Showing posts from August, 2013


I don't understand how any violent action by the USA or any other power could achieve anything in Syria other than escalating the already appalling situation there.

I also don't understand how it is more morally acceptable to kill people by cruse missiles than by chemical methods. Talk of swift 'surgical' strikes may sound clean, even healing, but isn't such language only using euphemism to disguise the true horror?

Perhaps I am naive. I certainly don't pretend to understand the complexities of Syrian politics or the balance of power in the wider region of the Middle East. I do know that men, women and children are going through hell and need all the humanitarian help that the international community can give. 

Oxfam is sponsoring a petition 'Don't let Syria Down' which urges President Obama, President Putin and other world leaders to use their political weight to push for peace talks now and help get all parties to the Syria conflict around the table …

Cost of speaking truth to power: Beheading of John the Baptist

One of the reasons the Bible rings true is that all human life is there: the good, the bad, the ugly and the really horrible. It provides a mirror to humanity at its best, worst and even plain ordinary. It does much more, but that's for other posts.

Today is the 'lesser festival' of 'The Beheading of John the Baptist'. It commemorates a truly horrible and sordid story. Caravaggio's painting shown here is one of the less gory depictions of the scene.

I wrote about this story from the angle of the women involved over on the Bible Bible Project in 'Women Behaving Badly' and on this blog here. Today I'm thinking about the courage it took for John to fulfill God's call with passion for truth and justice. He was no crowd pleaser among those who held power.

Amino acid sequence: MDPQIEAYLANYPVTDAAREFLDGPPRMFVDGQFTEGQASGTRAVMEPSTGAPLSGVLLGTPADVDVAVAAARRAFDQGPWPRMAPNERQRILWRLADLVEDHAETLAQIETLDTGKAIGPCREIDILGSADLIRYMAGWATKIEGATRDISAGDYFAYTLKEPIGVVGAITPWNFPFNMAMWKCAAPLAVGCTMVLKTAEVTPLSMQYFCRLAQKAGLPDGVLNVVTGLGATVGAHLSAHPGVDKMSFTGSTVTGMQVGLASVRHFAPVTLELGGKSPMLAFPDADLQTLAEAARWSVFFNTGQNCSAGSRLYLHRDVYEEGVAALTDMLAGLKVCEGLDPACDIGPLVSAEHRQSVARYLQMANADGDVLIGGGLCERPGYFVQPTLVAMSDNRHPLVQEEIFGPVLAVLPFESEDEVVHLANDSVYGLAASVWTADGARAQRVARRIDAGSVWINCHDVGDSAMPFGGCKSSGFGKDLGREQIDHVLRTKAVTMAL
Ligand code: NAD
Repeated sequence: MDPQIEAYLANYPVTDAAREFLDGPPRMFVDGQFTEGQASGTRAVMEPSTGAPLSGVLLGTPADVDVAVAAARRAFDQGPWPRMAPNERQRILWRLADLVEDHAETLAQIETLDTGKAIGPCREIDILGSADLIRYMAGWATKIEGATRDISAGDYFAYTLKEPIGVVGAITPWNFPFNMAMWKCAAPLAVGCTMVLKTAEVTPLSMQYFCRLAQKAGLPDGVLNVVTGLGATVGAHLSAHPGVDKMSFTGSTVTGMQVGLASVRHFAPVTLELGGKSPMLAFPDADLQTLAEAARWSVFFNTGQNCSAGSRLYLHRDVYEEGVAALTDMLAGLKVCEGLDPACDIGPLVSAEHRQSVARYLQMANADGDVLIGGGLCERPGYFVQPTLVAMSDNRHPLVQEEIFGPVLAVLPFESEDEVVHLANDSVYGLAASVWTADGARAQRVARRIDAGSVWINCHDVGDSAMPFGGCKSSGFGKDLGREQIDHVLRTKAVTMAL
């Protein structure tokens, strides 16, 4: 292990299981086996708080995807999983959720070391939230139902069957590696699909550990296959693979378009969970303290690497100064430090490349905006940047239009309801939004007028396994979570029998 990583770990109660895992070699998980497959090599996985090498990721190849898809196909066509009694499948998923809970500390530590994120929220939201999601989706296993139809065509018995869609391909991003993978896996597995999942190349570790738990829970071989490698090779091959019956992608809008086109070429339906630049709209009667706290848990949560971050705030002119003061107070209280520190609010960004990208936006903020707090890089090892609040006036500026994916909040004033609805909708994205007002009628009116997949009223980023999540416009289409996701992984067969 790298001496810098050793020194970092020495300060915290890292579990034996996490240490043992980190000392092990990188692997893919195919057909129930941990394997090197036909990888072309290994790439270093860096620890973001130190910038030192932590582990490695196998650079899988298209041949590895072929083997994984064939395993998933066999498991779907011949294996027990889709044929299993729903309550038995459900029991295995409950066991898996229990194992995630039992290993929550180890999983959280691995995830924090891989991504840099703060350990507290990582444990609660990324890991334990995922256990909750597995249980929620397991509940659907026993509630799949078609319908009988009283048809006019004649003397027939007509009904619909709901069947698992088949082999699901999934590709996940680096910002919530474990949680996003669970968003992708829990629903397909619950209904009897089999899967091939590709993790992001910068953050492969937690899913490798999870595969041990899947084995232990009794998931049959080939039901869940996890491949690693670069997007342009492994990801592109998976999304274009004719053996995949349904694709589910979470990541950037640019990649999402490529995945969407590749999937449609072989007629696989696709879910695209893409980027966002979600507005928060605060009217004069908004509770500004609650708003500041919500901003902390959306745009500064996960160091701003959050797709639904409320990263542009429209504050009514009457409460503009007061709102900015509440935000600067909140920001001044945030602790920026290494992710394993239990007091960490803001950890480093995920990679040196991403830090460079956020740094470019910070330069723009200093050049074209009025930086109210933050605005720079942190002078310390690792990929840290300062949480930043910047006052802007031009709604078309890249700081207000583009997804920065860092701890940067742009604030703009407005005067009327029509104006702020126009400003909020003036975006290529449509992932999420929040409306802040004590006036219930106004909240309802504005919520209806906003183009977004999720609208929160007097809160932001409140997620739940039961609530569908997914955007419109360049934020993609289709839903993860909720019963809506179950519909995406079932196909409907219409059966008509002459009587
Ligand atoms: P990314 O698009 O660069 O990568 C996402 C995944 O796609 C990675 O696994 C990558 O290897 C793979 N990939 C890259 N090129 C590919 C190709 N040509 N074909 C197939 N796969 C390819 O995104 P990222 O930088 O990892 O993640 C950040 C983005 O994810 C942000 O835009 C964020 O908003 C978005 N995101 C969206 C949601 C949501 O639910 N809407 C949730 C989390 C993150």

John the Baptist's beheading is recorded in the gospels in Matthew 14: 1 - 12 and Mark 6: 1 - 29. what had John, son of Elizabeth and Zechariah done to deserve such a death and to have his head pre…

Blessed Virgin Mary

15th August in the Church of England calendar is the Festival of The Blessed Virgin Mary.

For Roman Catholics it is the Feast of the Assumption of the Blessed Virgin Mary, celebrating a dogma that I won't attempt to explain because I neither understand nor believe in it. You can read the official definition here.  I think there is no Biblical basis for this and (as I wrote last year) assumes too much. It has inspired some magnificent art though. 

I grew up in a Reformed (Presbyterian) tradition and Mary mother of Jesus only ever seemed to get a look in at Christmas as far as I can remember. I've moved from that position of ignoring the significance of Mary most of the year to finding more and more reason to honour her as 'theotokos' (God-bearer), the greatest of the saints. I want to celebrate the whole of her life but much more the priceless treasure of the first-fruit of her womb. She is truly 'Blessed'.
Almighty God,who looked upon the lowliness of the Blessed …

Maximilian Kolbe

Above the West door of Westminster Abbey in London are statues of ten 20th century martyrs. Among them stands Maximilian Kolbe, a Conventual Franciscan Friar from Poland who died as Prisoner 16670 in Auschwitz Concentration Camp on 14 August 1941.

He had been arrested and imprisoned after sheltering 2000 Jewish people and other refugees from Greater Poland in the Friary in Niepokalanów. As a radio amateur he had also criticized Nazi activities through his radio reports.  

After a prisoner disappeared from Auschwitz in July 1941, the deputy camp commander selected 10 men to die by starvation and dehydration in the notorious Block 13. Maximilian Kolbe was not one of those selected but he volunteered to take the place of another man, Franciszek Gajowniczek who was crying out for his family. This was accepted.

During the weeks that it took the 10 to die Maximilian led the others in prayer and singing. The 4 still left alive after 3 weeks, including Maximilian, were murdered by carbolic ac…